This article contributes to the debate on whether federalism leads to ethnic accommodation and is peace-preserving through comparing the methods of ethnic accommodation in federal and unitary states. Rather than focusing on a large dataset, this article offers an in-depth picture of the role the two systems play in ethnic accommodation, offering a more nuanced understanding. The Kurds (Iraq and Turkey) and Tamils (India and Sri Lanka) have been chosen as they form territorial minorities in both federal and unitary states. The article suggests that federalist states offer a degree of acceptance toward political, cultural and economic equality with ethnic minorities. However, federalism may not be the cause of ethnic accommodation; it may be on the one hand the expression of a state willing to concede cultural, political and economic equality to an ethnic minority, or on the other hand induce such behavior. Thus, federalism without recognition of such equality does not guarantee ethnic accommodation.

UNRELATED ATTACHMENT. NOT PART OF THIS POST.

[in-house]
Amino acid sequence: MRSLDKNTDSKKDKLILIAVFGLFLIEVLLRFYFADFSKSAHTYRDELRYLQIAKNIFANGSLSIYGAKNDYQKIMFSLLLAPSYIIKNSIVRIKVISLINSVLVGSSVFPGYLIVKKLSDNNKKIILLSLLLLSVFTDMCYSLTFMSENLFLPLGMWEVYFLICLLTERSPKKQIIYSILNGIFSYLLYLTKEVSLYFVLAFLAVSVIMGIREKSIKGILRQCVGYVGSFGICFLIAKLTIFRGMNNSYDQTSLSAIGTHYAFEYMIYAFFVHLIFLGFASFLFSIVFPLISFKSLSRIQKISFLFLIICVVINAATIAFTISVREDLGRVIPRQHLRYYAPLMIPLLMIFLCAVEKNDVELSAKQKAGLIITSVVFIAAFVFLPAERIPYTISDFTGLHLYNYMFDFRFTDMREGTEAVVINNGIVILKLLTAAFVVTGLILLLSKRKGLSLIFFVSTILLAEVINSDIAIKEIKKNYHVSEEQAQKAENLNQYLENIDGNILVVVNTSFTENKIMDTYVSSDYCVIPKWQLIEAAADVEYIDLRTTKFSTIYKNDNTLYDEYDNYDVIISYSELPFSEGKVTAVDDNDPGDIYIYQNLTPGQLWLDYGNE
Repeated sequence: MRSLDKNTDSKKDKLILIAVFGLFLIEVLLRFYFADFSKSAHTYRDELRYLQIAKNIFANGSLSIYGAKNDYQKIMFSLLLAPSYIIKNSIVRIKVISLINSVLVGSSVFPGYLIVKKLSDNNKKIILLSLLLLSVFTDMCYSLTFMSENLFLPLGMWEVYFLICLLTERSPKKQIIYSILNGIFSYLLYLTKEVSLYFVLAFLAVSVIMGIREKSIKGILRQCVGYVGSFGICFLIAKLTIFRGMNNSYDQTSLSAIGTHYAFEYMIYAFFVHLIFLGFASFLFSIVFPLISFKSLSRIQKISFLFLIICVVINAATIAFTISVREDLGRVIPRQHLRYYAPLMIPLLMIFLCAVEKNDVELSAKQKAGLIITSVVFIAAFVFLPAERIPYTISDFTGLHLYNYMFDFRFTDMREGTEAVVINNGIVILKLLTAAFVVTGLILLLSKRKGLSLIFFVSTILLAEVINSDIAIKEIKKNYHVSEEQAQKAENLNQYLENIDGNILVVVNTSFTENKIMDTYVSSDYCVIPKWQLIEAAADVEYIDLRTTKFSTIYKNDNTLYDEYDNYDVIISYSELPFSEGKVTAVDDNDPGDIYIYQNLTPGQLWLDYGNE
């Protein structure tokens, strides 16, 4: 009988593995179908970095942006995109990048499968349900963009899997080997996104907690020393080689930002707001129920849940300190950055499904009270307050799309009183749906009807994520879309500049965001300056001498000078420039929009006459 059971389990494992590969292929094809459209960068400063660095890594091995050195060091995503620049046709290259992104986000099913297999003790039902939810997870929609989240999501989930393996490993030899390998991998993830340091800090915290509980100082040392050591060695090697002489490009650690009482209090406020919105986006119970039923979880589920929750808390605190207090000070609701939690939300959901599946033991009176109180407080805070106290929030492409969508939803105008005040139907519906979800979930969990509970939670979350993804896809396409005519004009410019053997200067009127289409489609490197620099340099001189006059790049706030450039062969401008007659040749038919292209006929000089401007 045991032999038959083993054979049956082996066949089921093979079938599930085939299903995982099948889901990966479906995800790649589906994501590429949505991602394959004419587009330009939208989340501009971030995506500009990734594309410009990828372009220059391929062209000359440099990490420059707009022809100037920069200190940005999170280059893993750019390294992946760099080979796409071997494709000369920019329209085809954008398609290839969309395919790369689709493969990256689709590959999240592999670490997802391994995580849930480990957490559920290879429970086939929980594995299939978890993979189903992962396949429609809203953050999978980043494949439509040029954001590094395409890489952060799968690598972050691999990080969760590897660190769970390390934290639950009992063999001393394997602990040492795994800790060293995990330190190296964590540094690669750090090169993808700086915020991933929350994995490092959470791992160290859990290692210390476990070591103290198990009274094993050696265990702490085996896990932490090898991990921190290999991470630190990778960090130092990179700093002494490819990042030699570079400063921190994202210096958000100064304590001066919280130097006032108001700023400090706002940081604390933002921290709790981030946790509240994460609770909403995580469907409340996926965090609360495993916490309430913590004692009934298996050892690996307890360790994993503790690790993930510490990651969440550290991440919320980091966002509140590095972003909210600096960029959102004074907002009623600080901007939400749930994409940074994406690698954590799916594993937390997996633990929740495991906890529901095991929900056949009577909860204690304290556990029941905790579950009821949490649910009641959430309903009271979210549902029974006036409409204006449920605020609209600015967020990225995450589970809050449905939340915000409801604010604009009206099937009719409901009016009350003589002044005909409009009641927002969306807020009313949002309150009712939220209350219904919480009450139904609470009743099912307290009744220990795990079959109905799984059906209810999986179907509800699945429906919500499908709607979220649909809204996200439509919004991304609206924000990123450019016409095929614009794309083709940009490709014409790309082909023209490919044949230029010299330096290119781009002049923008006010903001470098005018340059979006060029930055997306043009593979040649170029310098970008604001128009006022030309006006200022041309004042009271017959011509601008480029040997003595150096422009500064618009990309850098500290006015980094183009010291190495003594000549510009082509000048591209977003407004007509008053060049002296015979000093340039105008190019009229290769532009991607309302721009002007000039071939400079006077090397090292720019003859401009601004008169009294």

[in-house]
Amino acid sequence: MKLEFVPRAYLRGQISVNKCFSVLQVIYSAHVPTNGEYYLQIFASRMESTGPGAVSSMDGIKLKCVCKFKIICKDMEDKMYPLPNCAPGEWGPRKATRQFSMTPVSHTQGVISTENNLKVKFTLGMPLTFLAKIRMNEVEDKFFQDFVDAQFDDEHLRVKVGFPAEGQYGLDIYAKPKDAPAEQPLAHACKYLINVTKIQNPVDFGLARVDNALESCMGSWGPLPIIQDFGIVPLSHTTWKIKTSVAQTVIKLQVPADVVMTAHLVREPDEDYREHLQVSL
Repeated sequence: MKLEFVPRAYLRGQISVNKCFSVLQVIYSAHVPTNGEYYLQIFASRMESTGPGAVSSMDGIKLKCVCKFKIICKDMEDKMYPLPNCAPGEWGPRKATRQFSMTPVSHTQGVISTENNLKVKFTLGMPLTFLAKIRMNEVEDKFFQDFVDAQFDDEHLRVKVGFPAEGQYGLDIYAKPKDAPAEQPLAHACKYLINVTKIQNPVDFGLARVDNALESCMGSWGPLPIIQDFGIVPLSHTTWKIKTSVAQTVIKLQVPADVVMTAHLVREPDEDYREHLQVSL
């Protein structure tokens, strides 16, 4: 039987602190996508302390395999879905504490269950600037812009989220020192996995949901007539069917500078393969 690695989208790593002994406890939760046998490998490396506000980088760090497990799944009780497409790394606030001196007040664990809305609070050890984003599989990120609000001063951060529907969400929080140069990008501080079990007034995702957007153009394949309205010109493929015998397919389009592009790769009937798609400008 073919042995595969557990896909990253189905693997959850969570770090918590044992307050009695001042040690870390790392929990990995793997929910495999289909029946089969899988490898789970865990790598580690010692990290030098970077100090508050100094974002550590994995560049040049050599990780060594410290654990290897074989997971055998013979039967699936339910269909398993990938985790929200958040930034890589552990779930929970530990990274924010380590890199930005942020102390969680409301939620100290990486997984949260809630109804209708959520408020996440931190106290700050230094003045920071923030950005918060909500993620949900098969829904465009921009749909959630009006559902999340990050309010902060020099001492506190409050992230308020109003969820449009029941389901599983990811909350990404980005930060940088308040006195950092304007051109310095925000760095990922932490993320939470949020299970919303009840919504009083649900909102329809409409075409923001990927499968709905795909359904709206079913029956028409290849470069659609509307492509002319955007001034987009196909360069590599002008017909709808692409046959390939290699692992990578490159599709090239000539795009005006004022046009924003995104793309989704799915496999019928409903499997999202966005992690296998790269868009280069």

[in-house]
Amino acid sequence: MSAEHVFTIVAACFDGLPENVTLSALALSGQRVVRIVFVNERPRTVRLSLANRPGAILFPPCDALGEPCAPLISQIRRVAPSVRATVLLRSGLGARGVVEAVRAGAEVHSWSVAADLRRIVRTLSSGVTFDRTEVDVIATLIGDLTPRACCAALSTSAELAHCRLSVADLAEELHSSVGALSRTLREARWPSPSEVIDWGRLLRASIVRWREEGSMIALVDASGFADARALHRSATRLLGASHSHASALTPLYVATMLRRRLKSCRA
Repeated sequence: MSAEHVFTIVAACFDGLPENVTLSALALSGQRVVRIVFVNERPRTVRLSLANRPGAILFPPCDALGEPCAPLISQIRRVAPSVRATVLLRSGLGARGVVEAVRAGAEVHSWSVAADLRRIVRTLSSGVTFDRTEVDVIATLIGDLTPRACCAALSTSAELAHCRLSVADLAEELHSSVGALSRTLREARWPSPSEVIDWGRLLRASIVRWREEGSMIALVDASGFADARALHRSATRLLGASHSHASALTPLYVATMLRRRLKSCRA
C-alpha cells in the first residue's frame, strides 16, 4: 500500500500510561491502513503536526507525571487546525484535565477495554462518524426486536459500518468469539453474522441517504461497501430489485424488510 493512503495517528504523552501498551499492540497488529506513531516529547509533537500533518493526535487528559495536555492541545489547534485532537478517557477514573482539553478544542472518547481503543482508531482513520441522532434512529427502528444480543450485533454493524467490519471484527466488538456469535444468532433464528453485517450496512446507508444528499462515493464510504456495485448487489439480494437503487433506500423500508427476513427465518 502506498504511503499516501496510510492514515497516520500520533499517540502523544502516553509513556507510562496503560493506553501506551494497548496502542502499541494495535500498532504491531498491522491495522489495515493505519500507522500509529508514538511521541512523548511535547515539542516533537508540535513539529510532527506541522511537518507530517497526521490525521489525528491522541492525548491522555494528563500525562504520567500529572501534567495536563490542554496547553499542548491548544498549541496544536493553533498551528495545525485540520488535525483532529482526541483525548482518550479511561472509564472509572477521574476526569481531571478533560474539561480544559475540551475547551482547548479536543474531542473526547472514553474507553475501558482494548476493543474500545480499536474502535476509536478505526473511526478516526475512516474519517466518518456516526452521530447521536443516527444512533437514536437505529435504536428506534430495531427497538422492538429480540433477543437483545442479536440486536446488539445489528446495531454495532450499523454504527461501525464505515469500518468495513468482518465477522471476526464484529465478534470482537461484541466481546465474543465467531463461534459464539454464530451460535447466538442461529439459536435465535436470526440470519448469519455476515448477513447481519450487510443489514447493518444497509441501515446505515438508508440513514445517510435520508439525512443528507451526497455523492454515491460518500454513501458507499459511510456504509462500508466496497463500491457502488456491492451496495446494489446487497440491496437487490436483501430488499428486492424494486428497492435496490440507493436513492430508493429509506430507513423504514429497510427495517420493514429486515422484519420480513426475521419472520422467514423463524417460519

Bibliographical noteThis is an Open Access article distributed under the terms of the Creative Commons Attribution-NonCommercial-NoDerivatives License (http://creativecommons.org/licenses/by-nc-nd/4.0/), which permits non-commercial re-use, distribution, and reproduction in any medium, provided the original work is properly cited, and is not altered, transformed, or built upon in any way.
ASJC Scopus subject areas
- Geography, Planning and Development
- Political Science and International Relations
- Governance, Leadership and Trust
- Peace and Conflict